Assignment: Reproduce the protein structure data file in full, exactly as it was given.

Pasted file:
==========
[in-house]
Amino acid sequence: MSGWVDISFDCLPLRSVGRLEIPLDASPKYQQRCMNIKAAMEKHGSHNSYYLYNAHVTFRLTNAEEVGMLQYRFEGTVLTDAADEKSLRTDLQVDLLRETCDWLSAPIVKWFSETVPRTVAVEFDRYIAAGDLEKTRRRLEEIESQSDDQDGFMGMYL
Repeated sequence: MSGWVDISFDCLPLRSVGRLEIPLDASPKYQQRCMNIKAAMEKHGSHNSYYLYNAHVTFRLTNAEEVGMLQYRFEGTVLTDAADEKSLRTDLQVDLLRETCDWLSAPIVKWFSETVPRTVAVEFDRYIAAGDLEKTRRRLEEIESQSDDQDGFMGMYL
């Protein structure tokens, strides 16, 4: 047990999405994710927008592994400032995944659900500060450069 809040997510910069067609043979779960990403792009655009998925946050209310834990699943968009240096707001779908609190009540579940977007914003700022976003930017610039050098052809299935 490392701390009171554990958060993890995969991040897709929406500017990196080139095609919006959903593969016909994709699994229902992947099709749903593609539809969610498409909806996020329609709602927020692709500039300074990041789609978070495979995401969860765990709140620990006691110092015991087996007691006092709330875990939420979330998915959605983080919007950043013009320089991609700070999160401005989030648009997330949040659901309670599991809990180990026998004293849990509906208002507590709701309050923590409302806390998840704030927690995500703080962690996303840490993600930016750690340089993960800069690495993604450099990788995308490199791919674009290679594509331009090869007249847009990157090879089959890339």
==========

[in-house]
Amino acid sequence: MSGWVDISFDCLPLRSVGRLEIPLDASPKYQQRCMNIKAAMEKHGSHNSYYLYNAHVTFRLTNAEEVGMLQYRFEGTVLTDAADEKSLRTDLQVDLLRETCDWLSAPIVKWFSETVPRTVAVEFDRYIAAGDLEKTRRRLEEIESQSDDQDGFMGMYL
Repeated sequence: MSGWVDISFDCLPLRSVGRLEIPLDASPKYQQRCMNIKAAMEKHGSHNSYYLYNAHVTFRLTNAEEVGMLQYRFEGTVLTDAADEKSLRTDLQVDLLRETCDWLSAPIVKWFSETVPRTVAVEFDRYIAAGDLEKTRRRLEEIESQSDDQDGFMGMYL
């Protein structure tokens, strides 16, 4: 047990999405994710927008592994400032995944659900500060450069 809040997510910069067609043979779960990403792009655009998925946050209310834990699943968009240096707001779908609190009540579940977007914003700022976003930017610039050098052809299935 490392701390009171554990958060993890995969991040897709929406500017990196080139095609919006959903593969016909994709699994229902992947099709749903593609539809969610498409909806996020329609709602927020692709500039300074990041789609978070495979995401969860765990709140620990006691110092015991087996007691006092709330875990939420979330998915959605983080919007950043013009320089991609700070999160401005989030648009997330949040659901309670599991809990180990026998004293849990509906208002507590709701309050923590409302806390998840704030927690995500703080962690996303840490993600930016750690340089993960800069690495993604450099990788995308490199791919674009290679594509331009090869007249847009990157090879089959890339």